An international, interdisciplinary conference exploring the temporality of contemporary public arts practice.
Book before 25 Jan 2012 for the Earlybird registration
Earlybird (book before 25 Jan 2012) £110
Student Concession £75
Grand Assembly Rooms
Culture Lab is Building 7 on the university campus map
Culture Lab website and map
You can make hotel bookings at special rates through http://www.NewcastleGateshead.com/Duration
Newcastle is easily accessible by road, train and air.
There is a direct metro link from the airport to the city centre. Get off at Haymarket for travel both from airport and train station.
The university is about 15 minutes walk from the train station and there are plenty of taxis (ask for Kings Road, Newcastle University)
There is no parking on campus but plenty of parking in the city centre near to the university
DURATION explores explore the tensions between permanence and temporality in contemporary public arts practice. Public Art engages with issues of societal change, policy-making and environmental specificities, all of which unfold at a unique pace. Critical practice and new technologies can engage, disrupt or challenge this pace by working across time and space.
Permanent / Ephemeral: how do ephemeral practices disrupt, agitate or question the permanence of contemporary social and physical landscapes? How do ‘permanent’ rhetorical topoi in our landscapes retain relevance and evoke meaning against the continual pulse of change? What are the dialogues between ephemerality and permanence in contemporary practice and how do they relate to broader social and political discourse? How do we inscribe temporary acts/events into more permanent forms and what are the implications of this?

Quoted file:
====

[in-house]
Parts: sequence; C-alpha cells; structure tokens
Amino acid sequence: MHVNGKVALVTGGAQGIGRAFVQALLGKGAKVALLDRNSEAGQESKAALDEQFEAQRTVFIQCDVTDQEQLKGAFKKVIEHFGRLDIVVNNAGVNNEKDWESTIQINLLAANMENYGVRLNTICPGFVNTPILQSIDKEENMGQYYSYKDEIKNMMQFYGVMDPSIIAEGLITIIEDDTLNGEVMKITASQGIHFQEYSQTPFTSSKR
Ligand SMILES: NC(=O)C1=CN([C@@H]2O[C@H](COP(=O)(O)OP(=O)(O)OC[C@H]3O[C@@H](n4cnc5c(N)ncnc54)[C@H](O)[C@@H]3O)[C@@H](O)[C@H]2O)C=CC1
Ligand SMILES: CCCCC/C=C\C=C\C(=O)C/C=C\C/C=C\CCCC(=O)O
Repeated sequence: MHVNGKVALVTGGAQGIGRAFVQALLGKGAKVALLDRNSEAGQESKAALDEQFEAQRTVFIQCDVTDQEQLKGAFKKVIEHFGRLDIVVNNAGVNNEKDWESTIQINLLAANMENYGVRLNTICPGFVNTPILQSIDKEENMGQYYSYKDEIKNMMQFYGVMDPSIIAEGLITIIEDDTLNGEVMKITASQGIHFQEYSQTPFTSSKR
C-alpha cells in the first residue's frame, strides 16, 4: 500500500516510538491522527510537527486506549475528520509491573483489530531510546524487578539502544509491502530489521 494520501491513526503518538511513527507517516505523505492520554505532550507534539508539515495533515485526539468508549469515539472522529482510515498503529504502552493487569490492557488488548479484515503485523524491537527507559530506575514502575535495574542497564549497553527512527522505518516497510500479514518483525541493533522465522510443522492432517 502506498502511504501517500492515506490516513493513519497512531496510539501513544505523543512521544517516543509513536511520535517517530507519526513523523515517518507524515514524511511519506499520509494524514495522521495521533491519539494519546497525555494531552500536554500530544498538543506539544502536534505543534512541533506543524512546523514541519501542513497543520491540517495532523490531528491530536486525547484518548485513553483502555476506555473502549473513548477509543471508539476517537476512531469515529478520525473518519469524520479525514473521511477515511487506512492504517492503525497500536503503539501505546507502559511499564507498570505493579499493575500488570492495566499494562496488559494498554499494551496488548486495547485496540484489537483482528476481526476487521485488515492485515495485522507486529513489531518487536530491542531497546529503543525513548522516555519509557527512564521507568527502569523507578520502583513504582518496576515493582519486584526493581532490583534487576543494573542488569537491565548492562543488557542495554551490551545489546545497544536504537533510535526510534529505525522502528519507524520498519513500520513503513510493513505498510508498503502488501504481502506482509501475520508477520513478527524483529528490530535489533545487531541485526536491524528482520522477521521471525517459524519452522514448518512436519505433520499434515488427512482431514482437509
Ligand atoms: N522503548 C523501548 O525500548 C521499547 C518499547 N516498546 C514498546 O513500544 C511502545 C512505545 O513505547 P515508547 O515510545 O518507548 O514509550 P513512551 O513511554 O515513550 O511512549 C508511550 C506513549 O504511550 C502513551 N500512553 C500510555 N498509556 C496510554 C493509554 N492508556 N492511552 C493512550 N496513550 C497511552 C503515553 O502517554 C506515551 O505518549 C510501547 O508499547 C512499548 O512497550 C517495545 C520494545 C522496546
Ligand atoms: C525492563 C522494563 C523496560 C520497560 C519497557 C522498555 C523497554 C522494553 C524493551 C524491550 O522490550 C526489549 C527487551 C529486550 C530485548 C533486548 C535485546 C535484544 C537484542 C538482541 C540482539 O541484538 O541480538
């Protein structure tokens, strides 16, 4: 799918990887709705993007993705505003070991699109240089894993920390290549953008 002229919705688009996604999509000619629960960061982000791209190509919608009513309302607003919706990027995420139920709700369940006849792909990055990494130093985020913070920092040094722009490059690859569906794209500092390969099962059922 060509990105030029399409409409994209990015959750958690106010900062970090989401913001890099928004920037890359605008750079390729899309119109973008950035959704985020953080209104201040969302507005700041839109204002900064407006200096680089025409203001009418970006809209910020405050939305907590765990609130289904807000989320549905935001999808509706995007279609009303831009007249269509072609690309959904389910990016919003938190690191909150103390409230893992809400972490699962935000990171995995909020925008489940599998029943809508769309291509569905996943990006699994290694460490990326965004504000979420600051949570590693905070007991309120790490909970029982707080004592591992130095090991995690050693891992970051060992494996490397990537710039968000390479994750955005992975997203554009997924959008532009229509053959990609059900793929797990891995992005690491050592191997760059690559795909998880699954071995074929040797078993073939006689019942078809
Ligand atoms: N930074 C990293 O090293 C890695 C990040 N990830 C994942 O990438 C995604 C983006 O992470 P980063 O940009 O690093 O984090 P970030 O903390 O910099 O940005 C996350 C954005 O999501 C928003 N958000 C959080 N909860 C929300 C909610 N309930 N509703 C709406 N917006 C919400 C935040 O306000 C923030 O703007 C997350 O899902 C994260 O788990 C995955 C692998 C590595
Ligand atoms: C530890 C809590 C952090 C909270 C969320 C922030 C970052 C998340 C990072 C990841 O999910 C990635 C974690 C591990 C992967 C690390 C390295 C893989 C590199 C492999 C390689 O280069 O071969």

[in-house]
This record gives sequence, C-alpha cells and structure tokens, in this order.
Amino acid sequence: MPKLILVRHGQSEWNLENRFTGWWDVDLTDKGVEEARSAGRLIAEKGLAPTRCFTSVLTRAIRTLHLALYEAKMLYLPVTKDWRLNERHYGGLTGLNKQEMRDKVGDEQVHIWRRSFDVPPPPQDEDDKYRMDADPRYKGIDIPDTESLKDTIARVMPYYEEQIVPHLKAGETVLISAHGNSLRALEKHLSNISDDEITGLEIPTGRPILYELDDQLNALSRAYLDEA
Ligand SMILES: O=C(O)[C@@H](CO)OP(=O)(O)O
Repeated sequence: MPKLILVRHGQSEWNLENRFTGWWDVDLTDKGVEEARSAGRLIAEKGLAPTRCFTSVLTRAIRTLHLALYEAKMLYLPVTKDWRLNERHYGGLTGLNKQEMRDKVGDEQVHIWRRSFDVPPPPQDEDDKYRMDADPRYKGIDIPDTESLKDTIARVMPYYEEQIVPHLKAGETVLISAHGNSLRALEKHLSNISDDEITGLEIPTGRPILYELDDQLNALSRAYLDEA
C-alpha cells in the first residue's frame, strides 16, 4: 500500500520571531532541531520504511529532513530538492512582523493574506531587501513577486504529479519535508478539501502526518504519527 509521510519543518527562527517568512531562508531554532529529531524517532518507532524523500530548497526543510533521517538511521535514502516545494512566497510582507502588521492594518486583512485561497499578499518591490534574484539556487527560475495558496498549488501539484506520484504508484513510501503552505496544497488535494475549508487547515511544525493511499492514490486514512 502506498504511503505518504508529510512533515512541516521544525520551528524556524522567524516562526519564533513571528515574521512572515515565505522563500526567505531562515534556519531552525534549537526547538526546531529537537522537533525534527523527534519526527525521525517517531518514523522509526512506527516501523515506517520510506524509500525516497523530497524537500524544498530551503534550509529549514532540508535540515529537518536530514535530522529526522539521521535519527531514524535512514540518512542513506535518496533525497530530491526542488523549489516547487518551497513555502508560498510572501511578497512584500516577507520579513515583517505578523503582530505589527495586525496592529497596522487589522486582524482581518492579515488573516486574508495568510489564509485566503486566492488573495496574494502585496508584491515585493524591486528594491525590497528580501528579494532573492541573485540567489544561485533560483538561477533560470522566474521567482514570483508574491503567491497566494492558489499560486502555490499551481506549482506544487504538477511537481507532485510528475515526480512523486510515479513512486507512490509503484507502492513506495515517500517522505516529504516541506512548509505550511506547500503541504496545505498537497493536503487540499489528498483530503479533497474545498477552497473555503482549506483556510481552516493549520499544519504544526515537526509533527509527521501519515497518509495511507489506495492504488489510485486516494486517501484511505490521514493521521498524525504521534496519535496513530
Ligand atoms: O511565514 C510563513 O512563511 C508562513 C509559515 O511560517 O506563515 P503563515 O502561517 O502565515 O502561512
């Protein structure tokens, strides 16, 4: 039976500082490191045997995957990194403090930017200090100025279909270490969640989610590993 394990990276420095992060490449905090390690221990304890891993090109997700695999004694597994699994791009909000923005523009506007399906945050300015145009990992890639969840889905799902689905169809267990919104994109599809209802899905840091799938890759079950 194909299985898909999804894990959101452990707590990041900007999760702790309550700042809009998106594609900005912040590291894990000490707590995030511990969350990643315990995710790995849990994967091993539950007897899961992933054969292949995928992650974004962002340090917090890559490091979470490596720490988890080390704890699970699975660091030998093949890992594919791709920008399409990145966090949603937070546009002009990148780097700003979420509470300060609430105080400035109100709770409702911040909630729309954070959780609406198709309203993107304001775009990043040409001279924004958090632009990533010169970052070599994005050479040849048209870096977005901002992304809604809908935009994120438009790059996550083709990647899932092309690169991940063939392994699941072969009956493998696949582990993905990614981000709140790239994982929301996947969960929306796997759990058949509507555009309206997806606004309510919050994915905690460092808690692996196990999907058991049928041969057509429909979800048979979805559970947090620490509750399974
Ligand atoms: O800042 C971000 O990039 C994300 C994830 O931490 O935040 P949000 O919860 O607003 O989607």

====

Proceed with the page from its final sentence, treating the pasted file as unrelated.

Duration: What is the duration of a public artwork? In commissioned work, how are demands for ‘visual’ deliverables mediated with desires for socially-engaged and place-enriching practice? In our consideration or evaluation of public art projects, are we too quick to judge? How does duration affect our perception of value? Is there a different temporality to urban and rural works?
Expectation: How have contemporary art practices used temporal disruption to alter the audience’s expectations and experience? How is contemporary public art practice engaging with technology to disrupt desires for immediacy?
The conference responds to the AV Festival 2012 theme of Slowness, the Festival aims to slow down the biennial experience by presenting work at multiple venues and at different paces, speeds and times of day.
Intersections is a research platform based in Fine Art at Newcastle University. Intersections seeks to generate critical dialogue about public art practice through events and research projects in collaboration with the cultural sector. Intersections examines issues arising from the creative friction inherent in the interaction of public art practice, policy and public space.
AV Festival (http://www.avfestival.co.uk @AVFestival) is the UK's largest biennial festival of electronic arts, which takes place in Newcastle, Gateshead, Sunderland, and Middlesbrough. The festival presents a programme of new commissions, exhibitions, concerts, performances, film-screenings and debate, working in partnership with the North East cultural sector and beyond.